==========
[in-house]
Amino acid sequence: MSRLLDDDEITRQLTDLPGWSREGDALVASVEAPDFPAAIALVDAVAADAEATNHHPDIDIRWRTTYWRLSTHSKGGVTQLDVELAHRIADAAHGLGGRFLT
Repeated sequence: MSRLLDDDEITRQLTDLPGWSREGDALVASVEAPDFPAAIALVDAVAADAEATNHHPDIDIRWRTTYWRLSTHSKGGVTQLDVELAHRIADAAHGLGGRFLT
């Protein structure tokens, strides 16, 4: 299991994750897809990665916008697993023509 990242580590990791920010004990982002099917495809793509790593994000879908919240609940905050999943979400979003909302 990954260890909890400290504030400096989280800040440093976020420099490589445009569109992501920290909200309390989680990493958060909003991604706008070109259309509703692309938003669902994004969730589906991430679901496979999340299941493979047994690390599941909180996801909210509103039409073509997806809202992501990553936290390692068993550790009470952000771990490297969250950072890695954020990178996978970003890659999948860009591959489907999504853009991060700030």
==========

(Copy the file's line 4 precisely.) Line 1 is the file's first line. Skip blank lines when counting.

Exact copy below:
């Protein structure tokens, strides 16, 4: 299991994750897809990665916008697993023509 990242580590990791920010004990982002099917495809793509790593994000879908919240609940905050999943979400979003909302 990954260890909890400290504030400096989280800040440093976020420099490589445009569109992501920290909200309390989680990493958060909003991604706008070109259309509703692309938003669902994004969730589906991430679901496979999340299941493979047994690390599941909180996801909210509103039409073509997806809202992501990553936290390692068993550790009470952000771990490297969250950072890695954020990178996978970003890659999948860009591959489907999504853009991060700030």